This is one of the more ambitious rebinds I’ve done to date. The book I worked from was a Viking first edition of Stephen King’s It. I hadn’t read it yet, and I definitely enjoyed delving into the fandom that surrounds the book and movies.
The spine was removed from the text block and re-bound with the double-fan method. Text edges are done in graphite, with genuine silver foil details on the fore edge. The endbands are done in the french double endband method. I searched for two-ply thread to make sure there would be maximum sheen. The leather is Harmatan goat skin #28 black. The marbled papers were done by me. The black paper is overmarbled on a Spanish Wave pattern on Hahnemuhle Ingres, using Golden Fluid acrylic paints. The endsheets are a Spanish Wave pattern on Colorplan paper in Scarlet. I applied a strip of the black marbled paper along the inner edges so when the book is closed you see a hint of the same paper on the front center.
The lower front corner has an onlay of red leather to create a balloon peaking out from the center paper. Blind debossing creates the balloon string, and a touch of silver foil on the balloon for the 3-D effect. The lower back corner on the case is a blind stamp of the words “Everything Down Here Floats” with the “IT” letters foiled on top.
The client had floated the idea of a painted edge my way. I’ve never done more than a simple one color edge, but I was game to do more. I did have a hard time finding something that fit the book, however. I didn’t want to go the route of painting a scene, but I also didn’t want something cartoonish. We settled on doing a bright yellow with a splash of blood.
I still wasn’t happy with that concept. I kept putting off taking care of the edges until one night the right idea came to me. The client had mentioned something with dancing clowns, so why not do that in a silver foil? So I digitally created a few different silhouettes of Pennywise, and made stencils out of removable adhesives using my cricut. I wanted the rest of the edges to be a traditional graphite edge, so first I applied the clowns on the edge, and did a graphite application on the three edges. I used a coating of Renaissance wax to protect the graphite from wearing off, then applied the outline of the stencils, and removed the inside.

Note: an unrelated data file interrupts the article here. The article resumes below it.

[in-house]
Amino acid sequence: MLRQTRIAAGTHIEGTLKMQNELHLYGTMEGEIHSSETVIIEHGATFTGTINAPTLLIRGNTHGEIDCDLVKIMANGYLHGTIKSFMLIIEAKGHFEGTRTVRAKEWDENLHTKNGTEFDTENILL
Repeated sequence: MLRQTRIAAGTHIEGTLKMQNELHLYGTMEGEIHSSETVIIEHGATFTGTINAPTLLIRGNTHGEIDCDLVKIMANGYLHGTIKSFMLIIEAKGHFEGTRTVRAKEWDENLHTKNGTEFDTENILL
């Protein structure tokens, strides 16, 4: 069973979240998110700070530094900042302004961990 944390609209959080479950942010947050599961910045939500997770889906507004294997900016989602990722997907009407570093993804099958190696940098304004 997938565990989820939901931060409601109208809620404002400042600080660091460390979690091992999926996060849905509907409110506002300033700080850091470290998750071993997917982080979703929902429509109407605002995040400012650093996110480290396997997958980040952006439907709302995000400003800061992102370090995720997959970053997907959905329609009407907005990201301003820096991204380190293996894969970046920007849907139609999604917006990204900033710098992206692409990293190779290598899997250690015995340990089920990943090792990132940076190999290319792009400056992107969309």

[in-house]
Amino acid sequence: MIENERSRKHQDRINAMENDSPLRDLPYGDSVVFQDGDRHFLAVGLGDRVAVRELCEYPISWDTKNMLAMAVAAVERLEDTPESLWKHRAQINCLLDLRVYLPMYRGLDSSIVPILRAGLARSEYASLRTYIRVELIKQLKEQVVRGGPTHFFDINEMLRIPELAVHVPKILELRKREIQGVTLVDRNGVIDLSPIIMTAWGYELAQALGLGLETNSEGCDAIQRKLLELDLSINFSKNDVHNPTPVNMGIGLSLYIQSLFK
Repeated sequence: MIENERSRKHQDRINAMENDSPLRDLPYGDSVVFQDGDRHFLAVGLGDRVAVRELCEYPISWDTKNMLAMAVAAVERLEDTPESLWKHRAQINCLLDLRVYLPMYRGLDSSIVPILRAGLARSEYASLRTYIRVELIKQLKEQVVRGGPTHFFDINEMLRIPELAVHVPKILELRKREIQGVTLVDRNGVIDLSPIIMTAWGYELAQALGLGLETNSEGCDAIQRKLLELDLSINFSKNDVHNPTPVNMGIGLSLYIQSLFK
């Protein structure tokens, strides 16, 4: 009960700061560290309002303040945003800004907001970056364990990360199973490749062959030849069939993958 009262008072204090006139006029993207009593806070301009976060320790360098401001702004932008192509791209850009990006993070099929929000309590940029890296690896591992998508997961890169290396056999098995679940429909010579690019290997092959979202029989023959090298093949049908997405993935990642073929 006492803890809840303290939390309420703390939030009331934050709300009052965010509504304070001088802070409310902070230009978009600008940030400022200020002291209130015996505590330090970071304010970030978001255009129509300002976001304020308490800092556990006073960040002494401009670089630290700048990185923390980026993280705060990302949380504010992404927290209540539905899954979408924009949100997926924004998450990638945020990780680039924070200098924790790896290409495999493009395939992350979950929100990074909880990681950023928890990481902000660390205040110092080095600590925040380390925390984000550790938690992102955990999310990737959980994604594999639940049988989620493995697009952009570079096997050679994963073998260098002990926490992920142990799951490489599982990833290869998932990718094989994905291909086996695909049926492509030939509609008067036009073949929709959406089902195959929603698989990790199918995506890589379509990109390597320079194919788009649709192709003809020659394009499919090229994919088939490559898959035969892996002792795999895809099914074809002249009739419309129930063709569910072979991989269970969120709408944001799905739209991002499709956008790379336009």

It was important to incorporate the phrase “Everything Down Here Floats” into this rebind. Since this is a nice soft goat leather, I only needed pressure to make a blind stamp. Using ITC Benguiat Gothic, I made a designed a stamp, and a friend used their glowforge to make it out of wood. I paid them in homemade Japanese Cream Pans, using the recipe from Cooking with Dog. After I moistened the leather, I used a clamp to hold the stamp down overnight. Taking a picture of the “IT” in the text that is drawn in blood in the bathtub scene, I made another stencil. I then used red foil and a woodburning iron with the flat attachment to color in the stencil.
I did two marbled patterns for this work. The black is on Hahnemuhle Ingres. I do love this paper, but I’m learning that this really needs freshly made alum that is slightly weaker than my usual amount, otherwise there can be a gray cast to the paper. I loved the effect here because some of the grays came through with the waves, but I have some gel gits in green that I did at the same time where it is not a plus. After I did the Spanish Wave, I made thin ribbons in red on the marbling size, and used gal-water to create lots of space for the first pattern to show through.
For the endsheets I wanted to look like I reversed the front pattern. Even though I created the same look, I used different types of paper and colors of paint to make it match, since the color of the base paper changes the final look immensely. I also didn’t need to do a double marble to fight against the black base. I selected parts of the sheets that showcased the intense ribbons of red naphthol across the center.
I kept the spine simple. Despite the case being mostly black with few colors, there is still a lot for the eye to look at, and it is easy for a big book like this to look overdone. My first case had the spine hubs more evenly spaced, and luckily I messed up the foil lines because it made the book look off-balance.
For my second case, I re-spaced the hubs to have a longer middle, which framed the title and author name closer. I ordered a custom magnesium die for King’s name in the font that is associated with his classic horror novels( ITC Benguiat Gothic), figuring that I’ll reuse it enough times in the future to make the expense worth it.
The title is a leather onlay of red goat leather. I chose a sans-serif font to keep it simple compared to the author name. I also didn’t want it to look too similar to the mass market editions, what with the author font being the same.
Is there anything better than silk endbands? I think not. I did these in black, red, and yellow. This is the only yellow you will find, but it adds the perfect pop against the graphite.
I wanted just a pop of color, so using the same red leather for the title, I cut out a simple balloon that could peak out from the center paper. A touch of silver foil to make it look like a balloon instead of a random red circle. Using a bone folder, I created the impression for the balloon’s string.